December #HomeHealthChat: Home and Community-Based Services

The December #HomeHealthChat was co-hosted by National Quality Forum (@NatQualityForum). The National Quality Forum leads national collaboration to improve health and healthcare quality through measurement.

The #HomeHealthChat focused on Home and Community-Based Services.

The Alliance hosts a home health-focused Twitter chat on the fourth Tuesday of every month at 2 pm ET. Be sure to check here for updates on topics, co-hosts, and questions!

If you have topic ideas for future Twitter chats, or are interested in co-hosting a chat, please contact the Alliance’s Director of Communications and Events Jen Schiller here.

Below are some of the highlights from the chat:

Alliance Partnering with VNAA to Improve Home Health Care for the Future

The Alliance is excited to announce a new collaborative partnership with the Visiting Nurse Associations of America (VNAA) focusing on aligning key quality improvement, education and research efforts in an effort to better support our members and the home health community writ large. Through better collaboration, the Alliance and VNAA will be able to focus collective efforts and resources on opportunities to improve care for patients and the health care system by appropriately optimizing home health care.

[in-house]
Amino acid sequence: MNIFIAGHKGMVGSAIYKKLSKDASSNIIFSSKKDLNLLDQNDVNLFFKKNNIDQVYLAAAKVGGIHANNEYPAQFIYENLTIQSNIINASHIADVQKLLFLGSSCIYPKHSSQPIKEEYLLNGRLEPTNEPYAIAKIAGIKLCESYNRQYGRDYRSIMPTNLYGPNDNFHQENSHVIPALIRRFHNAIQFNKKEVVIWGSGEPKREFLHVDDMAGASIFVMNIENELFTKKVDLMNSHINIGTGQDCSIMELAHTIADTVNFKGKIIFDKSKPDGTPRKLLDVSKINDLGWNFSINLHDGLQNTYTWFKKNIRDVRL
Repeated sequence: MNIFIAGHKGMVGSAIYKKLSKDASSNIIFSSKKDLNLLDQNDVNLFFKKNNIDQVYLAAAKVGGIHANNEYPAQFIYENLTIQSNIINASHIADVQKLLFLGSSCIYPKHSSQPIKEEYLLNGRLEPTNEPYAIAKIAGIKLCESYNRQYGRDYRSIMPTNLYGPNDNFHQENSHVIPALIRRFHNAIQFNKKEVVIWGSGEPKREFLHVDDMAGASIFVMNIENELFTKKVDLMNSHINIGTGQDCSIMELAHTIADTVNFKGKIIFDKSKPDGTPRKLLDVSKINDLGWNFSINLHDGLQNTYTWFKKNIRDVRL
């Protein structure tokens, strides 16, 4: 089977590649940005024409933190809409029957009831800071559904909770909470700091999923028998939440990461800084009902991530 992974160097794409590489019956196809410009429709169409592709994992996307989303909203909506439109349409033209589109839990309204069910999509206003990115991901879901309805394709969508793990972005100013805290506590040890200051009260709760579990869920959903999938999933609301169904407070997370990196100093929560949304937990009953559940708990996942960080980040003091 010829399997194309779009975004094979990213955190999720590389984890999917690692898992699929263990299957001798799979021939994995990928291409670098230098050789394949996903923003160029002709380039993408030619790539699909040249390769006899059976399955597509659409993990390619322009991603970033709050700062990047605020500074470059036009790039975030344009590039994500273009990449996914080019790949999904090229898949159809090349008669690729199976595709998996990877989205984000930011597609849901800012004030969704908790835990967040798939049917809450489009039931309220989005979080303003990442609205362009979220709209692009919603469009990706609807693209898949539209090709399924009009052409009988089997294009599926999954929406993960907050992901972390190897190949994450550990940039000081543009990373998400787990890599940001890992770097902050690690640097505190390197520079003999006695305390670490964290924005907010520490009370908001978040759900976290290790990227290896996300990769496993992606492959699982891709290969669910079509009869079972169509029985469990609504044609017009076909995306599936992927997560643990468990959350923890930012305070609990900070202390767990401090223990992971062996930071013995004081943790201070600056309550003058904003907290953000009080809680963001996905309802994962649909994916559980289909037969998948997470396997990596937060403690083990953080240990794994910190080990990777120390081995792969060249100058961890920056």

Both organizations’ staffs are looking forward to working together on a number of exciting events and initiatives in 2016 and beyond.

Below is additional information about the partnership, and some of the benefits for both organizations and the home health care community.

Who are the partners in this announcement?